The Son of Man came to seek and to save the lost. Luke 19:10
After several years of struggling to keep up in her studies, Angie was finally taken out of her elite primary school and transferred to a “normal” one. In Singapore’s intensely competitive education landscape, where being in a “good” school can improve one’s future prospects, many would see this as a failure.
Angie’s parents were disappointed, and Angie herself felt as if she had been demoted. But soon after joining her new school, the nine year old realized what it meant to be in a class of average students. “Mummy, I belong here,” she said. “I’m finally accepted!”
It reminded me of how excited Zacchaeus must have felt when Jesus invited Himself to the tax collector’s home (Luke 19:5). Christ was interested in dining with those who knew they were flawed and didn’t deserve God’s grace (v. 10). Having found us—and loved us—as we were, Jesus gives us the promise of perfection through His death and resurrection. We are made perfect through His grace alone.
I’ve often found my spiritual journey to be one of constant struggle, knowing that my life falls far short of God’s ideal. How comforting it is to know that we are always accepted, for the Holy Spirit is in the business of molding us to be like Jesus.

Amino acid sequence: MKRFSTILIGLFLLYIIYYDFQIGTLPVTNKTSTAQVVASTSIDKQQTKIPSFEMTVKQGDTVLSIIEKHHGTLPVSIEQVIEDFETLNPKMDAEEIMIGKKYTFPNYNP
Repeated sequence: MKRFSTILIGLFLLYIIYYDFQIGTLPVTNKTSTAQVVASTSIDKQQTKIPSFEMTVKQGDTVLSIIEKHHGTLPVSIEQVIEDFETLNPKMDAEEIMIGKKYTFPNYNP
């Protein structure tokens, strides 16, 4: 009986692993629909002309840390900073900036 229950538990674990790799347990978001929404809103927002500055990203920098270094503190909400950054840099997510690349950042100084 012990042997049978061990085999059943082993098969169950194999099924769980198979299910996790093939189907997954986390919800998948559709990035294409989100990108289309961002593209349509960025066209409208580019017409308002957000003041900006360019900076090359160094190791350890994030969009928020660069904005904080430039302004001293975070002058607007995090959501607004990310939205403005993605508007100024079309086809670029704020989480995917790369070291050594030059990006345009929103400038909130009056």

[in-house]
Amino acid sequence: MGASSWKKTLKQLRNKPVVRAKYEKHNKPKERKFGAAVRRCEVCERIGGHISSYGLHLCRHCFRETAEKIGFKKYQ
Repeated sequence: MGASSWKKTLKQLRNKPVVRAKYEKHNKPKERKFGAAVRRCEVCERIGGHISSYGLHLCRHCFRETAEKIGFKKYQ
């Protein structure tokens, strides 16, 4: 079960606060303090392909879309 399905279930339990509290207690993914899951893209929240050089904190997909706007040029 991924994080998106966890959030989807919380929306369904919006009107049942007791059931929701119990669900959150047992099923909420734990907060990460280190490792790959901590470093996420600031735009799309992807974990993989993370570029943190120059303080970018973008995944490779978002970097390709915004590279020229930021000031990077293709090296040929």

Father, thank You for loving me as I am, and for making me perfect through Your Son’s sacrifice. Teach me to submit to Your daily renewal.
In Luke 19, Jesus gives His mission statement: “The Son of Man came to seek and to save the lost” (v. 10). Those words convey even more importance when we consider their timing: Jesus is purposefully, methodically making His way to Jerusalem to be crucified. On the way, He draws people to Him, including this despised, wealthy tax collector. The crowd had already judged Zacchaeus—and Jesus. “He has gone to be the guest of a sinner,” they said of Him (v. 7). Jesus saw it differently. Zacchaeus’s declaration, “Here and now I give half of my possessions to the poor,” revealed the change in his heart (v. 8); and Jesus responded, “This man, too, is a son of Abraham” (v. 9).
Are we prone to snap judgments about other people’s sins? Or do we see ourselves as recipients of God’s grace, freely extended to anyone who recognizes their need of it?